Bangladesh – a country with one of the highest rates of vulnerability to disasters and extreme weather event is a major rea of discussion for climate change related experts, academicians and development practitioners. After the devastating cyclone Amphan, which left several coastal districts shattered in May, 2020; numerous studies, reports and articles have been published – focusing not only on the after effects of the disaster but also on solutions, what is working and what is not and how to do better.
Cyclone Amphan left the affected people in despair as many lost their households and livelihood with little opportunity to recover; and the sufferings are still continuing. Last year in May, to look back on the one year anniversary of cyclone Amphan, Climate Tribune published a special issue with nine articles focusing on the untold stories from the ground and the sufferings that remained pertinent long after.
The April 2021 special issue highlighted the destruction and long-term effects left by cyclone Amphan in the coastal region of Bangladesh. The affected people were forced to leave home and migrate in search of work and food, as many villages were submerged, damaging households and agricultural land. After migrating, these people had to change their professions to work as rickshaw or van-pullers and leave their farming days behind – triggering mental health issues due to a loss of identity.
Following the damages, many of these people had to take loans either to repair and rebuild houses or to migrate to new settlements which in turn threw them in debt burden.
While these are some of the linear effects of cyclones in general, cyclone Amphan also came at a time when the whole world was struggling with COVID19 and Bangladesh was no exception. It led to additional challenges that the country struggled to cope with during the recovery phase. A more concentrated area of the effect of cyclone Amphan and other previous cyclones, as came out in the issue, is the water crisis.
The coastal regions had to face a severe drinking water crisis as the areas were inundated by saline water after the cyclone. Even though technology such as pond sand filtration (PSF) is available – required follow ups, repairments and maintenance is a major lacking. On top of that, people were unable to collect water from far or other villages due to the lockdown situation – showing the compound challenges that became evident in 2020.
While the issue evidently showed the gloomy side of cyclone Amphan, it also highlighted several success stories and potential way forward to tackle disasters like this more effectively in future. For example, Bangladesh has achieved great progress in minimizing cyclone-related deaths and injuries during the last 30 years. The country made significant progress in the early warning system, recruitment of trained volunteers (CPP), the number of cyclone shelters, and increasing institutional capacity. However, there is a lot of space left for improvement; especially in terms of reducing the loss and damage to livelihoods.
One way to do this is to build several cyclone resistant houses instead of constructing one cyclone shelter – in order to reduce the need to travel far and accommodate more affected people. Early warning systems also need to be translated and delivered to the communities in simplified languages for them to understand and prepare accordingly.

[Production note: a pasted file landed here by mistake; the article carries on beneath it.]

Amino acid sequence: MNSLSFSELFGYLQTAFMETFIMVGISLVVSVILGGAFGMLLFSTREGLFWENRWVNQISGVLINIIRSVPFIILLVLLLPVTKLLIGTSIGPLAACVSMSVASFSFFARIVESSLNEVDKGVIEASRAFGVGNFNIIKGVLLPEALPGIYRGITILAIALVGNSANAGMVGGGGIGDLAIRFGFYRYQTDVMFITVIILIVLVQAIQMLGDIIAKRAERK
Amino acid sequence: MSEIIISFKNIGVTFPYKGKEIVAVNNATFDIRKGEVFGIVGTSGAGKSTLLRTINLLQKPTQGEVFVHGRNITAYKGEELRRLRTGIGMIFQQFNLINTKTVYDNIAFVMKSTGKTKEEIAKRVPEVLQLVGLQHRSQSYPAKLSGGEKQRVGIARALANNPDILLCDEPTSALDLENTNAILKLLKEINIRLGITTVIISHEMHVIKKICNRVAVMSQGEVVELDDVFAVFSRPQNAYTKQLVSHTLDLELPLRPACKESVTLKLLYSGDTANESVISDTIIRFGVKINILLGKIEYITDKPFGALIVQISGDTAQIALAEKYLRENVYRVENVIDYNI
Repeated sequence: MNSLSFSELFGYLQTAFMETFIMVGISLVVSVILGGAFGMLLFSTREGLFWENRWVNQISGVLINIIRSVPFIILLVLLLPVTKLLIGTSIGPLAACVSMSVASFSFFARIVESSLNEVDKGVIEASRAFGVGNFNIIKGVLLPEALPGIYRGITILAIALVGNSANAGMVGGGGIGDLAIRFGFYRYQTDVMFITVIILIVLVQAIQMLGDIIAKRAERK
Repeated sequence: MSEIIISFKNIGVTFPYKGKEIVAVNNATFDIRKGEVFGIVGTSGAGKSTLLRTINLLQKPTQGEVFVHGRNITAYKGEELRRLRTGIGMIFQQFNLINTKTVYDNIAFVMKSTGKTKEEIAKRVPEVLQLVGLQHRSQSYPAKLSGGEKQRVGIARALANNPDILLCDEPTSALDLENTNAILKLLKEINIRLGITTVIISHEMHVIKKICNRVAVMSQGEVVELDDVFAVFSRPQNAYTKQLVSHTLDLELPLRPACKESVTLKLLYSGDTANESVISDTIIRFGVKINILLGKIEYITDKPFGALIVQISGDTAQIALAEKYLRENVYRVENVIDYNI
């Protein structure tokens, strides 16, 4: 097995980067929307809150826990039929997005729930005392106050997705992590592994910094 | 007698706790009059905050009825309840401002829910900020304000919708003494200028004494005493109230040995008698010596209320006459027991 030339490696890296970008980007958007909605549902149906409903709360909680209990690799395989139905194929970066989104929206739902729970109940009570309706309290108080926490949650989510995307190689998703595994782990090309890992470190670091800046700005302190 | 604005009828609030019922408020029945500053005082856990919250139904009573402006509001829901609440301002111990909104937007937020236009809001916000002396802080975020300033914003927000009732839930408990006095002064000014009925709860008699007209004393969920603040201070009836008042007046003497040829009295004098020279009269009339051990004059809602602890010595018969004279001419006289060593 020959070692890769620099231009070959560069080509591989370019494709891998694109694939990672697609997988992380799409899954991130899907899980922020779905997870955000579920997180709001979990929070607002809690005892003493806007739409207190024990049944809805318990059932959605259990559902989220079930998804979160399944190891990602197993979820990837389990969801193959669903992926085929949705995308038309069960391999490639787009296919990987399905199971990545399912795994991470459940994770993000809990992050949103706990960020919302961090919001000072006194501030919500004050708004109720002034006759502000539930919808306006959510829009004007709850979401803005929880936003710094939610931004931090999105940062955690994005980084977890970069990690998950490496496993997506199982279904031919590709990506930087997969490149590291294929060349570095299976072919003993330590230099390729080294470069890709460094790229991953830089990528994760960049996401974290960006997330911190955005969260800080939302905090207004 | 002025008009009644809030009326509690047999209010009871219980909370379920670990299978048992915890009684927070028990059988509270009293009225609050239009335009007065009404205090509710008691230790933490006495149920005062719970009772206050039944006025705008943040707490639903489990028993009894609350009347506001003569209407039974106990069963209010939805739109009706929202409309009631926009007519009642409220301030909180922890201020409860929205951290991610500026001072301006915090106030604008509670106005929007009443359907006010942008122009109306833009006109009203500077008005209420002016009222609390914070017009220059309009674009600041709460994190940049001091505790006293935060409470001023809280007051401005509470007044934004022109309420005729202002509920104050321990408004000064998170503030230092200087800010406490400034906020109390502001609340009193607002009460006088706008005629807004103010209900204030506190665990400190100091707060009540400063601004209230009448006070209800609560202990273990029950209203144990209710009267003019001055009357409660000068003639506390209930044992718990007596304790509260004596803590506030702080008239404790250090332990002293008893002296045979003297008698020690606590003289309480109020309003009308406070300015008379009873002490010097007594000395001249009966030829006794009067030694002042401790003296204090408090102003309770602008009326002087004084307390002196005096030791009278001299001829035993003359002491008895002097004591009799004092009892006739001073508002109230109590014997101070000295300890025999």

Another important way forward is to empower local communities and engage them in disaster risk reduction programs such as putting local governments and communities in control of coastal embankment maintenance. Awareness building is a major part of disaster preparedness, and a unique way to do this is by adapting traditional storytelling methods – as highlighted in the issue. Pattachitra song – a traditional and popular medium among local people was used as a tool to explain pre-, during and post-disaster activities through a project. This proved to be a success as the local people easily understood and listened with more attention than in conventional awareness raising campaigns.
The issue portrayed the overall scenario – from showing the lingering struggles and challenges from cyclones to emphasizing on the positive changes and suggesting ways that can serve as a template for not only development practitioners but also government officials and policy decision-makers.
Cyclone Amphan should be treated as an eye opener and foreshadowing of what is to come. The twin challenges of COVID19 and cyclone Amphan showed what a multifaceted and complex chain of disasters looks like – which has the potential to become more regular in the days to come. Furthermore, climate change is evidently contributing to an increase in the frequency and intensity of cyclones. Countries like Bangladesh are at the front line of some of the worst impacts of climate change; coastal communities that rely on agriculture and fishing are particularly heavily hit and forced to displace.
After cyclone Amphan, the country was again devastated by cyclone Yaas last year which had a direct effect on 1.5 million people and 26,000 houses were destroyed in several districts. To reduce livelihood loss and damage, collaborative effort by the government, NGOs, humanitarian and local level organizations, community leaders, as well as the private sector is vital. Moreover, climate induced loss and damage in vulnerable countries also needs to be a major point of discussion in the global platforms to avail necessary finance required to make climate resilient developments and ensure actual climate justice.
Originally this article was published on February 14, 2022 at Climate Tribune.
Samina Islam is working as Junior Research Officer at International Centre for Climate Change and Development (ICCCAD). Her research interest is in climate and environmental policies, climate change adaptation, climate migration and displacements.